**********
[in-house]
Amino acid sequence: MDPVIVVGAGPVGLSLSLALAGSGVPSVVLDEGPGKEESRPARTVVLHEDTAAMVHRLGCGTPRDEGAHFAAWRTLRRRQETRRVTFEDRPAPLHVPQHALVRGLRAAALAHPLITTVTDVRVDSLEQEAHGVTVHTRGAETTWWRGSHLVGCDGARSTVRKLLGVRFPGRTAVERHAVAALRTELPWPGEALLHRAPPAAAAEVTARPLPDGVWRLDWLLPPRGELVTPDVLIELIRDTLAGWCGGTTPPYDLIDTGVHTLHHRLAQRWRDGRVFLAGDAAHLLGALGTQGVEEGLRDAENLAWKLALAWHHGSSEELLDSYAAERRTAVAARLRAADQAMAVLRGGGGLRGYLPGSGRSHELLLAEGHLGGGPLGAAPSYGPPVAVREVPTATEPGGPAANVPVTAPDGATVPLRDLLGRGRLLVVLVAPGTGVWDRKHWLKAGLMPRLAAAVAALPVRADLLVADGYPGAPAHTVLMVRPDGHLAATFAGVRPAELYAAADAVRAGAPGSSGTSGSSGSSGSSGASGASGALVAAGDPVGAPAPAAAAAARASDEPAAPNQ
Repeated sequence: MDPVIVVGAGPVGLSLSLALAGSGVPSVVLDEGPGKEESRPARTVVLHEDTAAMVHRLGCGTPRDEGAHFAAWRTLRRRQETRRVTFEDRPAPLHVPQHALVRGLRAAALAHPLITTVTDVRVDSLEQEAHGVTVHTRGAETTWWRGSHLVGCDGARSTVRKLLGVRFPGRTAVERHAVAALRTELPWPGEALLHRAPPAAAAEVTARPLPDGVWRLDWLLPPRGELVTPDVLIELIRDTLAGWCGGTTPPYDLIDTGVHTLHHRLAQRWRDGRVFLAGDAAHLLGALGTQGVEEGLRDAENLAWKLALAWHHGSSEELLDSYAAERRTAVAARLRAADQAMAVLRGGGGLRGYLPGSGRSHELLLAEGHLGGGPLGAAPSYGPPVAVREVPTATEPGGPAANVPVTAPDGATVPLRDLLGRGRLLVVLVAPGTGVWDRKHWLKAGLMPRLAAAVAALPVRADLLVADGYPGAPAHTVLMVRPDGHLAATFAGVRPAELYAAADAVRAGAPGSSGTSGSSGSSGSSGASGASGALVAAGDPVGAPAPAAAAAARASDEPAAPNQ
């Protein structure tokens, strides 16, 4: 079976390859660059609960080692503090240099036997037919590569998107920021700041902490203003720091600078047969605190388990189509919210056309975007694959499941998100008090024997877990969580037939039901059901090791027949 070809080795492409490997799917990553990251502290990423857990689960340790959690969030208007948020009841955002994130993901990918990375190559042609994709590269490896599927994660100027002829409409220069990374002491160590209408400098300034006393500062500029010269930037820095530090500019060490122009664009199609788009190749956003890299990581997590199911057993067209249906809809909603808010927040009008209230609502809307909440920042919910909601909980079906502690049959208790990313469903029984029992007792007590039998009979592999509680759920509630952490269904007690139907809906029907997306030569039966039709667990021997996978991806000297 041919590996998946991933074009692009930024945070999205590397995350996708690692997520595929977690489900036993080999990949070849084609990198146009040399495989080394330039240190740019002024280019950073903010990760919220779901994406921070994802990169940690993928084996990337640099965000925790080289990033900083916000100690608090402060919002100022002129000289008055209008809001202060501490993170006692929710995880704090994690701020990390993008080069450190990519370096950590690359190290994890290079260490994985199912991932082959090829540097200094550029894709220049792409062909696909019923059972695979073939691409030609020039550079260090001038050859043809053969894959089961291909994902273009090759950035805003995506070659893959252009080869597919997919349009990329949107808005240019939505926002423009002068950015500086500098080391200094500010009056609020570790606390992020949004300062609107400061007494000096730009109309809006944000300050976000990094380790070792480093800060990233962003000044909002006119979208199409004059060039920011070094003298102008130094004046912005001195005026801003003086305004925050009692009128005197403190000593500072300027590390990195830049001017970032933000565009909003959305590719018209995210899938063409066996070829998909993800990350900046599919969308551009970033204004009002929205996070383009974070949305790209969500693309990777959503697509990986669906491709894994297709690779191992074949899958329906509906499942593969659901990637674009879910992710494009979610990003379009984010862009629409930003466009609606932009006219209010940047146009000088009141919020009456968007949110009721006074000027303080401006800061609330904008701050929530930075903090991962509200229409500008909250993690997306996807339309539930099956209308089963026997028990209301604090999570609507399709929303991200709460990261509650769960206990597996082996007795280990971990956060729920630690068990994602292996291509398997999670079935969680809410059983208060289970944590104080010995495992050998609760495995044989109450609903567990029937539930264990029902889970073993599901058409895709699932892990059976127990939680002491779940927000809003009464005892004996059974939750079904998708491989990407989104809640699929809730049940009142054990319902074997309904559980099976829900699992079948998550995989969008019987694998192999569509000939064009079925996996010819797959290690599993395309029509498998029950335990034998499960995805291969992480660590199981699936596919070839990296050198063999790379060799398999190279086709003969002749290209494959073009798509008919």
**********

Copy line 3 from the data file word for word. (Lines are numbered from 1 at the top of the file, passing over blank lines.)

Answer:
Repeated sequence: MDPVIVVGAGPVGLSLSLALAGSGVPSVVLDEGPGKEESRPARTVVLHEDTAAMVHRLGCGTPRDEGAHFAAWRTLRRRQETRRVTFEDRPAPLHVPQHALVRGLRAAALAHPLITTVTDVRVDSLEQEAHGVTVHTRGAETTWWRGSHLVGCDGARSTVRKLLGVRFPGRTAVERHAVAALRTELPWPGEALLHRAPPAAAAEVTARPLPDGVWRLDWLLPPRGELVTPDVLIELIRDTLAGWCGGTTPPYDLIDTGVHTLHHRLAQRWRDGRVFLAGDAAHLLGALGTQGVEEGLRDAENLAWKLALAWHHGSSEELLDSYAAERRTAVAARLRAADQAMAVLRGGGGLRGYLPGSGRSHELLLAEGHLGGGPLGAAPSYGPPVAVREVPTATEPGGPAANVPVTAPDGATVPLRDLLGRGRLLVVLVAPGTGVWDRKHWLKAGLMPRLAAAVAALPVRADLLVADGYPGAPAHTVLMVRPDGHLAATFAGVRPAELYAAADAVRAGAPGSSGTSGSSGSSGSSGASGASGALVAAGDPVGAPAPAAAAAARASDEPAAPNQ